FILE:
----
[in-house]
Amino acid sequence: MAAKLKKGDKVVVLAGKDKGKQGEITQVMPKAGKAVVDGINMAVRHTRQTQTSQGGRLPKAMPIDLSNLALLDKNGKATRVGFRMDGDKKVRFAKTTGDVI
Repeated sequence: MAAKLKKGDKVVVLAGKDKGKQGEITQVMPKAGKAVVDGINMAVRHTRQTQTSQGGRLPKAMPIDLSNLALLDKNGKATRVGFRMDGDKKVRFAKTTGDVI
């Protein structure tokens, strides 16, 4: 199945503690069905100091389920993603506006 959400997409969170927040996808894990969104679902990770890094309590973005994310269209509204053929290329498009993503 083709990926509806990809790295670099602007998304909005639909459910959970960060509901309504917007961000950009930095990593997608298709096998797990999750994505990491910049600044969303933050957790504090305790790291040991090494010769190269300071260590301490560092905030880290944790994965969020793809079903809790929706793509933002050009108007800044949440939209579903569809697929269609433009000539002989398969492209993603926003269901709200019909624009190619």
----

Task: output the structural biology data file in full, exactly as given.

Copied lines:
[in-house]
Amino acid sequence: MAAKLKKGDKVVVLAGKDKGKQGEITQVMPKAGKAVVDGINMAVRHTRQTQTSQGGRLPKAMPIDLSNLALLDKNGKATRVGFRMDGDKKVRFAKTTGDVI
Repeated sequence: MAAKLKKGDKVVVLAGKDKGKQGEITQVMPKAGKAVVDGINMAVRHTRQTQTSQGGRLPKAMPIDLSNLALLDKNGKATRVGFRMDGDKKVRFAKTTGDVI
């Protein structure tokens, strides 16, 4: 199945503690069905100091389920993603506006 959400997409969170927040996808894990969104679902990770890094309590973005994310269209509204053929290329498009993503 083709990926509806990809790295670099602007998304909005639909459910959970960060509901309504917007961000950009930095990593997608298709096998797990999750994505990491910049600044969303933050957790504090305790790291040991090494010769190269300071260590301490560092905030880290944790994965969020793809079903809790929706793509933002050009108007800044949440939209579903569809697929269609433009000539002989398969492209993603926003269901709200019909624009190619």